To the uninitiated, "chicken pho" may sound like a culinary compromise that tarnishes the tradition of the well-regarded soup noodle dish. In reality, it's a very true portrait of home; warm, comforting, and hearty, nothing is more satisfying than a steaming bowl of pho ga. Pho Ga Bac-Ninh, like its signature dish, centers around simplicity and quality, making it a reliable go-to spot that's easy on the wallet. And if the weather's a little too sultry for soup noodles, you can go with the bun cha ha noi, which you may have encountered before at Button Mash. The dish includes a heap of crisp veggies and a bowl of meatballs and grilled pork swimming in fish sauce—the combination is light in taste (if you're putting the greens to use), but also perfectly filling. The only downside is that the place closes at 8 p.m., so get there early to get your fix.—Tim Loc
Pho Ga Bac-Ninh is located at 605 North New Avenue in Monterey Park. (626) 288-1448. There's also a sister location at 8930 Mission Dr Ste 102. Rosemead. (626) 288-9999
Night + Market Song (Photo via Night + Market Song/Facebook)
NIGHT + MARKET SONG
If I could eat at one restaurant for the rest of my life, it would be Night + Market Song. The menu never ceases to please (num khao tod will be engraved on my gravestone), the drink list is killer, and the rickety picnic chairs and colorful oil cloth always calms me down. People are cramped and huddled over sticky rice, so this isn’t a seen-and-be-seen kind of place (even though it’s totally a scene where everyone you could imagine has been seen there at some point). Going there is a good time regardless of the hour, it’s casual but festive, and it’s incredible food with almost no pretensions. It’s also great for calling in an order ahead of time, sneaking past the huddled masses waiting for their table, picking up kuay tiew khua gai and moo sadoong with your head bowed, paying in a rush, and escaping back to the safety of your own home. Plus, the history of Thai food in Los Angeles is arguably the most fascinating of all cuisines in this city (steal your college-aged cousin’s JSTOR log-in credentials—or sign up for a Los Angeles Public Library account—and look up Mark Padoongpatt’s article Too Hot To Handle: Food, Empire, and Race in Thai Los Angeles).—Annie Lloyd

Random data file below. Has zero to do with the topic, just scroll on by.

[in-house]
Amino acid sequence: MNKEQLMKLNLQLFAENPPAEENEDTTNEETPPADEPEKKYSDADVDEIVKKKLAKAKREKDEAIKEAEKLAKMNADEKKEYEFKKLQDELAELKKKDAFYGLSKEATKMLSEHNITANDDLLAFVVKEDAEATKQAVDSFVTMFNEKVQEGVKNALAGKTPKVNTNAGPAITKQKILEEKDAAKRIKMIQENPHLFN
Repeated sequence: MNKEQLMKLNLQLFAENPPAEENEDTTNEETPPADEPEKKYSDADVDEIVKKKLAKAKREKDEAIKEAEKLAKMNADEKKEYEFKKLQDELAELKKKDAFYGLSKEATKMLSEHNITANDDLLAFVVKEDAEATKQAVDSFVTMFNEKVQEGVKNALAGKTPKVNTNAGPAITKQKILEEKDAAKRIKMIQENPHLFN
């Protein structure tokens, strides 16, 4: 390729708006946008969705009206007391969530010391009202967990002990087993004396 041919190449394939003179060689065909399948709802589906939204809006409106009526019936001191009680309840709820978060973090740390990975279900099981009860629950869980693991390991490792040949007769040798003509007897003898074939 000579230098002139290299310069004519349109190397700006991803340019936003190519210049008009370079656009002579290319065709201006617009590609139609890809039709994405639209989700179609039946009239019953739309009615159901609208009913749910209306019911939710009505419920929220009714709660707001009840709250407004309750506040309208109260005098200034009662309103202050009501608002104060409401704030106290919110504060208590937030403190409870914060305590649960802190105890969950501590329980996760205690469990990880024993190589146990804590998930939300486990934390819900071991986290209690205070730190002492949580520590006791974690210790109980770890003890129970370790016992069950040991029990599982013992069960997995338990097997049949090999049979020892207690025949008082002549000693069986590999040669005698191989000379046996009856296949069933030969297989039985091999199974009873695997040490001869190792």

Night + Market Song is located at 3322 West Sunset Boulevard in Los Angeles. (323) 665-5899
The Park (Photo via The Park/Facebook)
It’s been a handful of years since I lived in walking distance, but the Park is still the perfect neighborhood restaurant, regardless of where you’re coming from. You can actually hear your seatmates talk at an inside table, even when it’s packed for the dinner rush. The food is consistently delicious, but free from any pretension. Come for $5 burger night on Wednesdays—you may have to wait a few minutes for a table, but it’s more than worth it.—Julia Wick
The Park is located at 1400 Sunset Boulevard in Los Angeles. (213) 482-9209
Pine And Crane (Photo by Sandy Y. via Yelp)
PINE & CRANE
Pine & Crane will always hold a special place in my heart, because it happens to be the neighborhood restaurant where my roommate and I signed our lease. We sat down with a few plates of dandan noodles, beef rolls and pork buns between us, and once we dug in, we decided we couldn’t pass up an apartment that was walking distance from some of the best Taiwanese food in L.A. The pork buns—oh, the pork buns! Fluffy, juicy, studded with black sesame seeds—they’re everything you could ever want in an appetizer (they come six to a serving, which I personally have proven myself capable of wolfing down in one sitting). If you bring enough people with you to split Pine & Crane’s infinitely shareable menu, a dinner there turns into a pretty sweet deal. The end of a group meal at Pine & Crane often turns into a flurry of frantic Venmo-requesting, but on numerous occasions, I’ve shared a full dinner (complete with wine) with three other people, left completely satisfied, and ended up paying only $11 for the whole shebang.—Emma Specter
Pine & Crane is located at 1521 Griffith Park Boulevard in Los Angeles. (323) 668-1128